R. H. Blyth gives a good summary of the characteristics — the nature — of hokku. In that summary we find:
1. Willing limitations (hokku is not “all things to all men” and has willingly-accepted standards and boundaries).
2. Sensationism (a focus on sensory experience).
3. Unsentimental love of Nature.
4. Lack of elegance.
5. Appreciation of imperfection.
6. Skillful unskillfulness (appearing to have been easily, naturally written without effort or contrivance).
7. “Blessed are the poor” (an emphasis on poverty in experience and phrasing).
8. Combination of the poetic vague and the poetic definite.
9. Human warmth.
10. Avoidance of violence and terror ( hokku are generally peaceful and contemplative).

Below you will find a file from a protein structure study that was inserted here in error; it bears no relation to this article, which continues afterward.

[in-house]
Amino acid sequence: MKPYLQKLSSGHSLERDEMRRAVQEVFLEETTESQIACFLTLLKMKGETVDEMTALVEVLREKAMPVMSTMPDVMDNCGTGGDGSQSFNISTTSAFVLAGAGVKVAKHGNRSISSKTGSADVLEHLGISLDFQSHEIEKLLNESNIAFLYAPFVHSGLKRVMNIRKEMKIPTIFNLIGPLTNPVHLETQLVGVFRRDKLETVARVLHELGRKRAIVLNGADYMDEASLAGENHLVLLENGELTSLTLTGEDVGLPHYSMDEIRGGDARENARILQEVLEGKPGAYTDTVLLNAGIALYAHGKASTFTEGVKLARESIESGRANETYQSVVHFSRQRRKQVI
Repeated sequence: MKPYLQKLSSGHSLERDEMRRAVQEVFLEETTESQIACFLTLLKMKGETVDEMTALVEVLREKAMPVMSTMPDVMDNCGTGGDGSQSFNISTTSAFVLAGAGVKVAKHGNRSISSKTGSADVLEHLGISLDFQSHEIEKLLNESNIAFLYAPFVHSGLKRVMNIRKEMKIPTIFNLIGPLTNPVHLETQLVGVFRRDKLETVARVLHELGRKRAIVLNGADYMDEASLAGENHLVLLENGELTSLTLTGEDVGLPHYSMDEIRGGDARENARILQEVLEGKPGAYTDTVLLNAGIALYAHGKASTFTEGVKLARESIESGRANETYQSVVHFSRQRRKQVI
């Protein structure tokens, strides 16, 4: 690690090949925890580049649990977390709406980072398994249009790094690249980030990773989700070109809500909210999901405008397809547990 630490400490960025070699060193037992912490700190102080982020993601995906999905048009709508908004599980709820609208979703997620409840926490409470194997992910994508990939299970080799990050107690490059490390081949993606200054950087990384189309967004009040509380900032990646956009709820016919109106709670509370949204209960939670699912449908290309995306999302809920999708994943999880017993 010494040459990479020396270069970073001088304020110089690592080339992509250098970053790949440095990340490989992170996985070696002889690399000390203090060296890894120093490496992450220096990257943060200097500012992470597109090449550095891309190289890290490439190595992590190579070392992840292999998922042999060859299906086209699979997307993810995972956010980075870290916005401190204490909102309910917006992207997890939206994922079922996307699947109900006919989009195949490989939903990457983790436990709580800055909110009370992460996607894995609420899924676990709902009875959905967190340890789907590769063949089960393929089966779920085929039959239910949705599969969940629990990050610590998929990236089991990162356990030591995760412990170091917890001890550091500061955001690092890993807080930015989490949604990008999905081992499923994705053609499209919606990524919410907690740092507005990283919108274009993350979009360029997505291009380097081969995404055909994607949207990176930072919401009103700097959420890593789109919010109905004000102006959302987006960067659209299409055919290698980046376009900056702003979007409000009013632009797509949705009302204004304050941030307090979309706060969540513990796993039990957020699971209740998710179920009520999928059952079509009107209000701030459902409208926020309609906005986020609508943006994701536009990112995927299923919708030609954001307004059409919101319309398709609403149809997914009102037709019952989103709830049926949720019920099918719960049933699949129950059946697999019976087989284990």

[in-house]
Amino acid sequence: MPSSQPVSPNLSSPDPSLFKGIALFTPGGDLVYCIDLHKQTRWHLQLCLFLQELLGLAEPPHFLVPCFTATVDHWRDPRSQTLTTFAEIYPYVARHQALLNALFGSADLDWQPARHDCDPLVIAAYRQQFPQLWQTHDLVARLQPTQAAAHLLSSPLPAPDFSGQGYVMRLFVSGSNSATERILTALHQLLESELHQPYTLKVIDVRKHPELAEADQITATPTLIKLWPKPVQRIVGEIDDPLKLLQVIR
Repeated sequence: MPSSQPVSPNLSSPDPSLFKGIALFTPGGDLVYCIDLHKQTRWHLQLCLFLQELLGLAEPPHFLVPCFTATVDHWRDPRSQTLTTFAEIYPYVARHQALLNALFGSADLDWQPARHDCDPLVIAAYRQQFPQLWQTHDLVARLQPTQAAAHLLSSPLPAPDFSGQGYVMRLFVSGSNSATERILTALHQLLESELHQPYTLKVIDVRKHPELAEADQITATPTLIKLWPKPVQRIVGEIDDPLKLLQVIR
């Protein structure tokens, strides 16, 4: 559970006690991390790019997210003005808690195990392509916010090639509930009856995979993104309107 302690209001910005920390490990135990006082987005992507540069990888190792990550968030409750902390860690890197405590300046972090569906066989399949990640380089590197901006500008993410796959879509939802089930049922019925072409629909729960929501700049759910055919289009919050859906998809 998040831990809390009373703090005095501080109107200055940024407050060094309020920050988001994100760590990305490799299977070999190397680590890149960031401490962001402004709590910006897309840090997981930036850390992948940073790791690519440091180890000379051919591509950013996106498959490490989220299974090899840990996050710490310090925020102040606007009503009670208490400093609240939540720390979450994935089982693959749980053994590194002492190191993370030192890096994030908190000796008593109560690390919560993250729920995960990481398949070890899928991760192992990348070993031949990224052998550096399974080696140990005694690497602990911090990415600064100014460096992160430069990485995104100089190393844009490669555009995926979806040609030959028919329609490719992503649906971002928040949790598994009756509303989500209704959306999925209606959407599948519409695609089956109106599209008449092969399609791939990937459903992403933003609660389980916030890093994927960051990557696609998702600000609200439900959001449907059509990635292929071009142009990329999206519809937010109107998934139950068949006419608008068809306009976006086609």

11. Dislike of holiness (hokku is very spiritual, but not in any “preachy” or dogmatic sense).
12. Turns a blind eye to grandeur and majesty (like the early Quakers, who refused to remove their hats and used the same second-person pronoun for wealthy and poor, hokku is “no respecter of persons”).
13. Unobtrusive good taste.
14. A still, small voice.
I hope those who read here will think about these and how they apply to the hokku we have discussed thus far, or to those read elsewhere. Perhaps in the future — or if people have questions — I will expand on these characteristics.